Review: 12 years after making his debut via a 12-inch collaboration with San Soda, Jonathan Pardon - better known by his DJ alias, Just Nathan - is finally ready to make his solo production debut. Impressively, his first lone outing is not a single but an album, and a rather fine one at that. After kicking things off with a gorgeous slab of pulsating, synthesizer-powered ambient warmth, the Ghent-based DJ/producer giddily skips between retro-futurist acid house ('Acid Touch'), spaced-out, electro-not-electro chuggers ('Let's Talk About'), glossy synth-pop/deep house blends ('Pitch Black'), spacey deep electro ('Summer Storm'), sharper, '90s techno influenced warehouse music ('A French') and electro-tinged ambient techno (the decidedly psychedelic 'Stormloop').
Review: Throughout his short but productive career in music, Adham Zahran has flitted between nu-disco and deep house. On this EP for popular Belgian label We Play House, Zahran is focused on house dancefloors, though he does make use of some colourful synth sounds of the sort more often found in disco releases. For proof, check fluid and subtly sun-kissed opener 'Flowing Green', and EP highlight 'Picture of the Tree', whose squelchy synth bass and sprightly, far sighted and intergalactic solos are underpinned with a tactile, off-kilter deep house groove. Elsewhere, 'No Sorrow' is a sublime slab of ocean-deep house music, while the Brian Kage remix of 'Picture of the Tree' sounds like Move D - all undulating acid bass, sumptuous pads and twinkling melodic movements.
Review: A true Detroit head of the underground Brian Kage's music crosses the Atlantic for a safe four-track EP on We Play House! With a release on FXHE and collaborations with Omar S and O B Ignitt worth mentioning too, this Cassette Cuts EP provides Kage with a first solo record for 2020, sending in two originals that dive into that classic Michigan sound. Bringing with it remixes from the venerable Patrice Scott and WPH boss man Red D, dubcats can head straight to "Groove La Tape Machine" with its purring resonators and uplifting vamp. "Werkit" looks to melodic basslines and ago-go percussion, given a subtle dublifting rework by Sir Scott, with Red D, too, opting to rework the same track, werkin' in some subtle electro motif and dropping the vocal upfront.
Review: Belgium house aficionado Red D hooks up with Detroit statesman and Psychostasia Recordings boss Reggie Dokes for an on point collaboration called RD2. The EP interestingly delivers three collaborative productions and the one club piano and jazz jam from Dokes himself. RD2 though shine through most in tracks, "Beyond Borders" and "Sharing Angels", serving up frenetic shuffles of percussive house, funky basslines and chugging 909 rhtyhms alongside slamming ride cymbals, uplifting passages of synths, triangles, claps and cowbells! It displays something of a more relaxed scenario than the acid biting synths lines of a dubbier, and electro-influenced "From D to Shining D". Who's afraid of Detroit?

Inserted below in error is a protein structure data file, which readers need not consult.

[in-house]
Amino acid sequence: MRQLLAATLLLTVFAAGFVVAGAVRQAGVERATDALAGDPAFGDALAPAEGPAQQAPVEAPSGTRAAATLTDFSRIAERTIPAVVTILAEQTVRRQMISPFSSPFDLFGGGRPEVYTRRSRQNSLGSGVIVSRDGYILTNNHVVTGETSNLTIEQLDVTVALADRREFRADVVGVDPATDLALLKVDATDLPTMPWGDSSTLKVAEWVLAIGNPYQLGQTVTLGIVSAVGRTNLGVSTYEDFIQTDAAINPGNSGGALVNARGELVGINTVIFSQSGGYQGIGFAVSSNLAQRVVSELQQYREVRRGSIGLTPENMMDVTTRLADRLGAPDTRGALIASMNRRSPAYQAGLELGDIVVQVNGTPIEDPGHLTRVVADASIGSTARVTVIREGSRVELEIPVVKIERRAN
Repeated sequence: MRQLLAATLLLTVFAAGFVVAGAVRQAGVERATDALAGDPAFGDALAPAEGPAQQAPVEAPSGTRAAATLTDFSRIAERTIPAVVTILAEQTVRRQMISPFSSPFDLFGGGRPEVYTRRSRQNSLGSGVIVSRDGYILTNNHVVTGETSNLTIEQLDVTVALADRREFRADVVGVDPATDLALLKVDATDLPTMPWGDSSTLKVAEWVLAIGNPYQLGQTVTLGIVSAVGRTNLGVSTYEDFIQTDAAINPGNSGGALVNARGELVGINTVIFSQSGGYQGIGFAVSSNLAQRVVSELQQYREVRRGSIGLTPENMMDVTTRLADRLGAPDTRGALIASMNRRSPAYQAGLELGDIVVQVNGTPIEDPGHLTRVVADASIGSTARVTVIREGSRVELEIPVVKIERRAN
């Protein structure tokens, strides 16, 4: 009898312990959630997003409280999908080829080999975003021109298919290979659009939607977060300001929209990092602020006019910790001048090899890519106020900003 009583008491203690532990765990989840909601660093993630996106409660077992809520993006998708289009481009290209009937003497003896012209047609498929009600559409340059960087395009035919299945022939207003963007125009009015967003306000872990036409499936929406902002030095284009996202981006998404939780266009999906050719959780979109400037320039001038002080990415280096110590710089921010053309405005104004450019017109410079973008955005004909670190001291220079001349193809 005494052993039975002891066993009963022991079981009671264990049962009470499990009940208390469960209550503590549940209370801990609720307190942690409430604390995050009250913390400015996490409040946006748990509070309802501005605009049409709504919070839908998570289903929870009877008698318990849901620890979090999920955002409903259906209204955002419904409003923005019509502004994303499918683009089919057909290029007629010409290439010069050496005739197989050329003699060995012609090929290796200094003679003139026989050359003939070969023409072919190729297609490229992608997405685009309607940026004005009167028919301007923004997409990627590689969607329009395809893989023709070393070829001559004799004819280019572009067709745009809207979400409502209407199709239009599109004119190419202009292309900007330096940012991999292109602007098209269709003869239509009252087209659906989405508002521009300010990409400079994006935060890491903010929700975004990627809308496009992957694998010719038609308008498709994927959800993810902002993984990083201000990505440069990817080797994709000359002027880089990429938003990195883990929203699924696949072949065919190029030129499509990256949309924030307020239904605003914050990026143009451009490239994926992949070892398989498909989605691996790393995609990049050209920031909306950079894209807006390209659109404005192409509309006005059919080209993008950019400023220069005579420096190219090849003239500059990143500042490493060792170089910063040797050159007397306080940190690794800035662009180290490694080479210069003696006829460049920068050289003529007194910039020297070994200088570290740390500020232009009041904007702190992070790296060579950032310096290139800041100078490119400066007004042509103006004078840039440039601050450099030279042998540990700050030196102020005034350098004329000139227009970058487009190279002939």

Review: With a production history that stretches right back to the mid 1990s, Krewcial (real name Pascal Garnier) has long been a reliable source of high quality dancefloor fare. As you'd expect, his latest contribution to We Play House's "TEN" series is full of tightly produced, tried-and-tested material. Our pick of the bunch is ludicrously heavy closing cut "Tadao", where loose additional percussion hits and mind-altering TB-303 acid lines rise above a thumping drum machine rhythm. The quality threshold never dips elsewhere on the EP, though, with hypnotic post-Italo/early house throb-job "Proto" and the bouncy piano house retro-futurism of "Plaster" also hitting home hard.
Review: Without fanfare or fuss, Adham Zahran has quietly been building a rock solid discography over the last few years. While he's barely put a foot wrong, it feels like he's needed a high profile release to push him to the next level. This six-track outing on We Play House could be that release. It sparkles from start to finish, with the Egyptian deep house stalwart flitting between piano-sporting peak-time dreaminess (the chunky, sub-heavy snap of "The Midnight Tower"), deep and spacey goodness ("By The Way"), sample-driven dancefloor fuzziness ("Salon De Rendez-Vous"), beatdown style sensuality ("Gentle Blues"), slo-mo chug ("Nervous Funk") and groovy, horn-heavy cheeriness ("Disco Infinite").
Review: FCL (the Belgian duo of Red D and San Soda) released their Cherry Pie EP on Kai Alce's NDATL label back in 2017 - one of the year's deep house highlights in our humble opinion. Now Alce returns the favour for We Play House, with his remixes for the Ghent based imprint. Here FCL serve up the sensual "The House Music Track" which once again features the amazing Lady Linn delivering some sweet vocals and Filip Vandebril nailing an awesome bassline on this absolute anthem. The Atlanta based Alce's rework goes deeper into late night - with helluva lot of soul to boot!